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Despite a murky outlook for the mining industry, Boart Longyear CEO Craig Kipp says demand is still huge for drills and bits.Deborah Baic/The Globe and Mail

Craig Kipp's business is booming. As he walks the floor of Boart Longyear Ltd.'s plant in Mississauga, Ont. , he looks upon row after row of steel drill rods that have no time to gether dust before being shipped to customers from Sydney to Santiago.

This year, the Boart factory could hardly be busier. It's the outlook for 2013 that makes Mr. Kipp a bit uneasy, because the mining world is swooning.

"Is the world more nervous than it was a couple of months ago? Yes," said Mr. Kipp, the chief executive officer of the South Jordan, Utah-based company. "I'm more nervous.You wouldn't be breathing in this environment without being a little concerned about what's going on in Europe, in China and so on."

But despite a murky outlook for his industry, Mr. Kipp is far from gloomy, energized by customers that include most of the world's largest miners, which have not let up on drilling.

Every drill and drill bit pushed through the Boart Longyear plant in Southern Ontario has been spoken for, as have those it makes in seven factories around the world to supply companies from Ghana to Guatemala, Tucson to Tierra del Fuego.

That defies a commodity market slowdown that seems to deepen with each new signal that China's growth charge has slowed or that the U.S. economy can't seem to stop spinning its wheels, or that Europe is flirting again with economic mayhem.

"We haven't seen it impact our demand," said Mr. Kipp, who has run the company since 2008 and helped reshape and streamline the production line so it can react to changes in the commodities cycle. "So we are still fairly bullish on the world."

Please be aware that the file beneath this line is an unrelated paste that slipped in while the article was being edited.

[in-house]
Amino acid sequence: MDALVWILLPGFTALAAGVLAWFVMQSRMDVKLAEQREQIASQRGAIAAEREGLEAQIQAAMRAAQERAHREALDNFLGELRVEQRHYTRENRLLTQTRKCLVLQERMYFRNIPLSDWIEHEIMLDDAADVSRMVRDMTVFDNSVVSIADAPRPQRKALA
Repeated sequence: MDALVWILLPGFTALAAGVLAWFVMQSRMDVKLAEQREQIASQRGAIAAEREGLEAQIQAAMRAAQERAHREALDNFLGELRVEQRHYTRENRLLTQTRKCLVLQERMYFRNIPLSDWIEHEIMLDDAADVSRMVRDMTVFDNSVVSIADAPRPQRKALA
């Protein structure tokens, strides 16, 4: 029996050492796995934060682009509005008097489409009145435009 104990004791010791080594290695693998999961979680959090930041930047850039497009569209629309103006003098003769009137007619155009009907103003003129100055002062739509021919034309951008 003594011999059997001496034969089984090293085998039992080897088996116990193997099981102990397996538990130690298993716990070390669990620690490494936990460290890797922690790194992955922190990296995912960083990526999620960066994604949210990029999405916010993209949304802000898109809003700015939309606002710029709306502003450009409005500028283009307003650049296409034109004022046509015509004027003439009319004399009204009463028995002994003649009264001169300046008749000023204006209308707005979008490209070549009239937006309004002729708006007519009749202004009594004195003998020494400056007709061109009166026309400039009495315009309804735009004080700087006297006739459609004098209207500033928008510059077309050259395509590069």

Boart Longyear sells 80 per cent of its drills and services to the world's top 20 mining firms while the remainder goes to junior miners.

Other large drilling companies are equally, albeit cautiously, optimistic, even though risk-averse investors have punished their stocks, just as they have with the pure-play mining companies.

Shares in Boart Longyear are off about 30 per cent from this year's peaks, with most of the losses occurring since early March, when the prices of gold, copper and other metals began a slow retreat from near-record levels.

Shares in Major Drilling Group International Inc., a Canadian company and Boart's next biggest rival, are off by about the same amount and Geodrill Ltd., a smaller driller that focuses on West Africa, has seen its stock cut by 40 per cent in the same period.

Those numbers are telling because drilling company stock is a bellwether of the mining industry in general, tied nearly as closely to the prices of metals as the miners themselves. The prices of gold and copper – which have oscillated with tumultuous financial markets – are especially closely monitored because they account for more than 50 per cent of exploration spending.